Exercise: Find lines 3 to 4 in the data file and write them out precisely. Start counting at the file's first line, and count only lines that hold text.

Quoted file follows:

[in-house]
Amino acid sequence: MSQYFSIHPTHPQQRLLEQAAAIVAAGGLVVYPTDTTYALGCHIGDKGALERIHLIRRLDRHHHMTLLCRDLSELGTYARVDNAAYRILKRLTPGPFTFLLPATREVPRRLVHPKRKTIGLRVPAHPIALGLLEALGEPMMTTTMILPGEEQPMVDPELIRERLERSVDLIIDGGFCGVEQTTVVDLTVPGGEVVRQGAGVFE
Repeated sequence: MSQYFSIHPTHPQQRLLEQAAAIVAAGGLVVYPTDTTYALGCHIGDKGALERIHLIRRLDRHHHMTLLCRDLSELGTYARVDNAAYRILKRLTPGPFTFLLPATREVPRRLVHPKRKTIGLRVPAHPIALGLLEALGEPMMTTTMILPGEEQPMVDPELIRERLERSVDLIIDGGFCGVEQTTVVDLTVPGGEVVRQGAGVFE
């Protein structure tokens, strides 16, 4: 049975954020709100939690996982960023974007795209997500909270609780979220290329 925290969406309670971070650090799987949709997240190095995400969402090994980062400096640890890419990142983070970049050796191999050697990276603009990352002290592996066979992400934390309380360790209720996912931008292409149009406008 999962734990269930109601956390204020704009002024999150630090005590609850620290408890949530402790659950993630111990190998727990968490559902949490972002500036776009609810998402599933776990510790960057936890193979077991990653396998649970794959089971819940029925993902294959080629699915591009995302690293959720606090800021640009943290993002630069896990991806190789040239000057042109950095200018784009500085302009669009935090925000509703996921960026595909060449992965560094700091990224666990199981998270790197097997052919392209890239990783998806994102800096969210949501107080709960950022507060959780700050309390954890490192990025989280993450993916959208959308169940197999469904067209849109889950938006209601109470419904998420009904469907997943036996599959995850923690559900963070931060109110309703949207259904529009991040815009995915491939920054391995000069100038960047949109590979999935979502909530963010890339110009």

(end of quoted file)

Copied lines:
Repeated sequence: MSQYFSIHPTHPQQRLLEQAAAIVAAGGLVVYPTDTTYALGCHIGDKGALERIHLIRRLDRHHHMTLLCRDLSELGTYARVDNAAYRILKRLTPGPFTFLLPATREVPRRLVHPKRKTIGLRVPAHPIALGLLEALGEPMMTTTMILPGEEQPMVDPELIRERLERSVDLIIDGGFCGVEQTTVVDLTVPGGEVVRQGAGVFE
């Protein structure tokens, strides 16, 4: 049975954020709100939690996982960023974007795209997500909270609780979220290329 925290969406309670971070650090799987949709997240190095995400969402090994980062400096640890890419990142983070970049050796191999050697990276603009990352002290592996066979992400934390309380360790209720996912931008292409149009406008 999962734990269930109601956390204020704009002024999150630090005590609850620290408890949530402790659950993630111990190998727990968490559902949490972002500036776009609810998402599933776990510790960057936890193979077991990653396998649970794959089971819940029925993902294959080629699915591009995302690293959720606090800021640009943290993002630069896990991806190789040239000057042109950095200018784009500085302009669009935090925000509703996921960026595909060449992965560094700091990224666990199981998270790197097997052919392209890239990783998806994102800096969210949501107080709960950022507060959780700050309390954890490192990025989280993450993916959208959308169940197999469904067209849109889950938006209601109470419904998420009904469907997943036996599959995850923690559900963070931060109110309703949207259904529009991040815009995915491939920054391995000069100038960047949109590979999935979502909530963010890339110009």